Upholding principles of network neutrality
Replacing India's thriving commercial foundation with short-sighted opportunism masked as economic justice could spell disaster
Five years ago, India enshrined the principle of “Network Neutrality” in groundbreaking government rules. Today, this principle is back in the spotlight. The telecom regulator’s recent consultations on regulating app-layer services have reignited the debate. These services—spanning areas like streaming, networking, shopping, and gaming—are the lifeblood of India’s digital entrepreneurship. However, private telcos and other internet providers are now suggesting that these apps should pay a “fair share” for accessing their infrastructure, challenging the core tenet of net neutrality.
Net neutrality ensures that internet infrastructure companies can’t monopolise consumer access. With it in place, anyone can launch an app and distribute it over the internet and consumers can freely access these apps from anywhere. The true essence of the internet is its global nature. Introducing varying commercial rules for network access disrupts this global unity. Despite their dominance, private telcos, the backbone of India’s internet infrastructure, are pushing to alter the economic status quo. They aim to double-charge app businesses — once for network access and again for the demand these apps generate. This move underscores the importance of competition principles like net neutrality. Without them, infrastructure businesses might act like rentiers.
Telcos and other internet providers craft various arguments to justify their desire to double-charge. They know consumer welfare is intertwined with net neutrality, so they pivot to an amorphous notion of “economic justice”. Their logic? Big app companies earn significant profits and consume vast internet bandwidth, so they should fund telco-driven internet expansion and upgrades.
However, telcos overlook that app companies have poured about a trillion dollars into global internet infrastructure over the past decade. Without apps, telcos offer little to consumers. Point-to-point communication is commoditised; hence, telcos now bundle apps with their services. They’re also acquiring app-layer businesses at a rapid pace. It’s worth noting that telcos purchase expensive spectrum out of self-interest.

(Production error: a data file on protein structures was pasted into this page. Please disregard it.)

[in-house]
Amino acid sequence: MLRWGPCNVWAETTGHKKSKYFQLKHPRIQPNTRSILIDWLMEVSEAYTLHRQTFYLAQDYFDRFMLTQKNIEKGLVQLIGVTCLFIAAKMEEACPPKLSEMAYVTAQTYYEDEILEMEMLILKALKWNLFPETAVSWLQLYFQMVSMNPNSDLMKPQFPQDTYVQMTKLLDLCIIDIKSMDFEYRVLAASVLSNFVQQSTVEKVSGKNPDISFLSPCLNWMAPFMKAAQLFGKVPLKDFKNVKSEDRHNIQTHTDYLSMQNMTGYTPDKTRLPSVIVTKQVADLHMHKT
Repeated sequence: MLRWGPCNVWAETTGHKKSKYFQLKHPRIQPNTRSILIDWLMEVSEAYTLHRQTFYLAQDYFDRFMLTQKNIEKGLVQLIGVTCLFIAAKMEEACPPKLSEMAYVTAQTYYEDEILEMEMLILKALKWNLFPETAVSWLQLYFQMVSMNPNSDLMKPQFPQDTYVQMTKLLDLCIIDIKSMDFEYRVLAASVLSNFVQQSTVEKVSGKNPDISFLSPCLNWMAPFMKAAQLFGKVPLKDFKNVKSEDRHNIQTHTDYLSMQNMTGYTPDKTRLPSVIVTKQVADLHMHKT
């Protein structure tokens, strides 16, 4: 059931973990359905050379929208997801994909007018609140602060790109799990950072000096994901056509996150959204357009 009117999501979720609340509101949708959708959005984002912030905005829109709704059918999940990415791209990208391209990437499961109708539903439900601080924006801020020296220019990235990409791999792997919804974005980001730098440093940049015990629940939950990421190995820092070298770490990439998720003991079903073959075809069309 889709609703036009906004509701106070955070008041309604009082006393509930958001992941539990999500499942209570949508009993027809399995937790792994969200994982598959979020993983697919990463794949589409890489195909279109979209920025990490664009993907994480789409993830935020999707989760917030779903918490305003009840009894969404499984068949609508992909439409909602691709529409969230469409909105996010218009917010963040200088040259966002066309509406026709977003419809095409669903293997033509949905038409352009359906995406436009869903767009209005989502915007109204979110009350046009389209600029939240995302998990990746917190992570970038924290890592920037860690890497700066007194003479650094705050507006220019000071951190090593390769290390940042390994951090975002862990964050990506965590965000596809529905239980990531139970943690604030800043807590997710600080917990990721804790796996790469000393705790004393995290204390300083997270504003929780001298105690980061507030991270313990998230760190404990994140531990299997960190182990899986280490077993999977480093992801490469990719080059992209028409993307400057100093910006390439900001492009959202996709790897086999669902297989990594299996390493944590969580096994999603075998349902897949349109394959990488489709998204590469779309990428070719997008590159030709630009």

Let’s explore two market-based scenarios that might justify additional charges, keeping in mind that net neutrality is fundamentally an economic debate. In the first scenario, app service “A” pays telco “B” for increased internet bandwidth. This assumes a bandwidth scarcity in the 5G era, which many argue against since it has increased throughput by a factor up to 100, relative to 4G. In any case, if A can keep paying B for more networks, A can technically do so till it forecloses competition in its own market. That is, it can pay for a large share of supposedly finite internet bandwidth until a threshold beyond which it is not possible for its app-layer peers to compete without burning capital.
The ability to pay for finite bandwidth not only breaches net neutrality but also skews the concept of economic justice. The internet would no longer be an even playing field for digital entrepreneurs and innovators. Conversely, if internet bandwidth is not scarce, which many contend is the case in 5G networks at current levels of usage, no economic logic suggests that A should pay B any more than anyone else who pays B.
In the second scenario, app business “A” pays telco “B” for superior service quality. This directly contravenes net neutrality. There’s no way “B” can offer “A” better service without discriminating against other data packets. However, the concept of network slicing — which allows a 5G network to be virtually divided into multiple sub-networks or slices, each tailored to a specific application’s requirements — is an essential nuance to add to the second scenario. This raises a potential contradiction. How can we reconcile the principles of neutrality, a cornerstone of the internet, with slicing, a fundamental aspect of 5G?
Some institutions such as the Body of European Regulator for Electronic Communications suggest defining “specialised services” that might be exempt from neutrality constraints. But the definition of such services remains ambiguous. Given the transformative potential of network slicing, especially for critical sectors like health care, the Indian government could consider providing clear guidelines on its implementation. Such clarity would ensure that the core principles of net neutrality remain uncompromised.
India boasts a vibrant, market-driven internet ecosystem unparalleled in the developing world. It’s a dynamic space where newcomers regularly challenge established players. Replacing this thriving commercial foundation with short-sighted opportunism masked as economic justice could spell disaster.
Vivan Sharan is a partner at Koan Advisory, and consults with a wide range of digital economy businesses. The views expressed are personal